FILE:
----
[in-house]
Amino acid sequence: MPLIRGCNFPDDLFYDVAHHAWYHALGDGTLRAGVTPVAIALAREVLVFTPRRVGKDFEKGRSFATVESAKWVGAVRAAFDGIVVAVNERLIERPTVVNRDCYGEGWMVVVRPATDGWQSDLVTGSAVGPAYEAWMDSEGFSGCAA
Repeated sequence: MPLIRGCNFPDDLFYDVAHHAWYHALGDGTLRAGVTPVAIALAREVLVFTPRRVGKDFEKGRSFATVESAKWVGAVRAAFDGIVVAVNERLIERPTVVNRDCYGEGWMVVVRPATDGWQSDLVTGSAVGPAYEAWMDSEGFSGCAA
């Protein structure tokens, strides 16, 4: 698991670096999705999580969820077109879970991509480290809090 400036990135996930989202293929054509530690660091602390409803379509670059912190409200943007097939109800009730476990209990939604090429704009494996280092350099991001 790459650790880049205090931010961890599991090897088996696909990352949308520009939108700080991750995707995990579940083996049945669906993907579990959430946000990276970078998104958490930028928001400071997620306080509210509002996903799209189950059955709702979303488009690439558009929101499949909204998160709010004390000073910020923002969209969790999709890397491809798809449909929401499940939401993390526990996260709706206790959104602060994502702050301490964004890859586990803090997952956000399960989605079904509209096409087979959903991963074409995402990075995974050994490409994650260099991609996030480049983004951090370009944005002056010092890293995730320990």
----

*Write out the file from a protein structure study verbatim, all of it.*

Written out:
[in-house]
Amino acid sequence: MPLIRGCNFPDDLFYDVAHHAWYHALGDGTLRAGVTPVAIALAREVLVFTPRRVGKDFEKGRSFATVESAKWVGAVRAAFDGIVVAVNERLIERPTVVNRDCYGEGWMVVVRPATDGWQSDLVTGSAVGPAYEAWMDSEGFSGCAA
Repeated sequence: MPLIRGCNFPDDLFYDVAHHAWYHALGDGTLRAGVTPVAIALAREVLVFTPRRVGKDFEKGRSFATVESAKWVGAVRAAFDGIVVAVNERLIERPTVVNRDCYGEGWMVVVRPATDGWQSDLVTGSAVGPAYEAWMDSEGFSGCAA
């Protein structure tokens, strides 16, 4: 698991670096999705999580969820077109879970991509480290809090 400036990135996930989202293929054509530690660091602390409803379509670059912190409200943007097939109800009730476990209990939604090429704009494996280092350099991001 790459650790880049205090931010961890599991090897088996696909990352949308520009939108700080991750995707995990579940083996049945669906993907579990959430946000990276970078998104958490930028928001400071997620306080509210509002996903799209189950059955709702979303488009690439558009929101499949909204998160709010004390000073910020923002969209969790999709890397491809798809449909929401499940939401993390526990996260709706206790959104602060994502702050301490964004890859586990803090997952956000399960989605079904509209096409087979959903991963074409995402990075995974050994490409994650260099991609996030480049983004951090370009944005002056010092890293995730320990």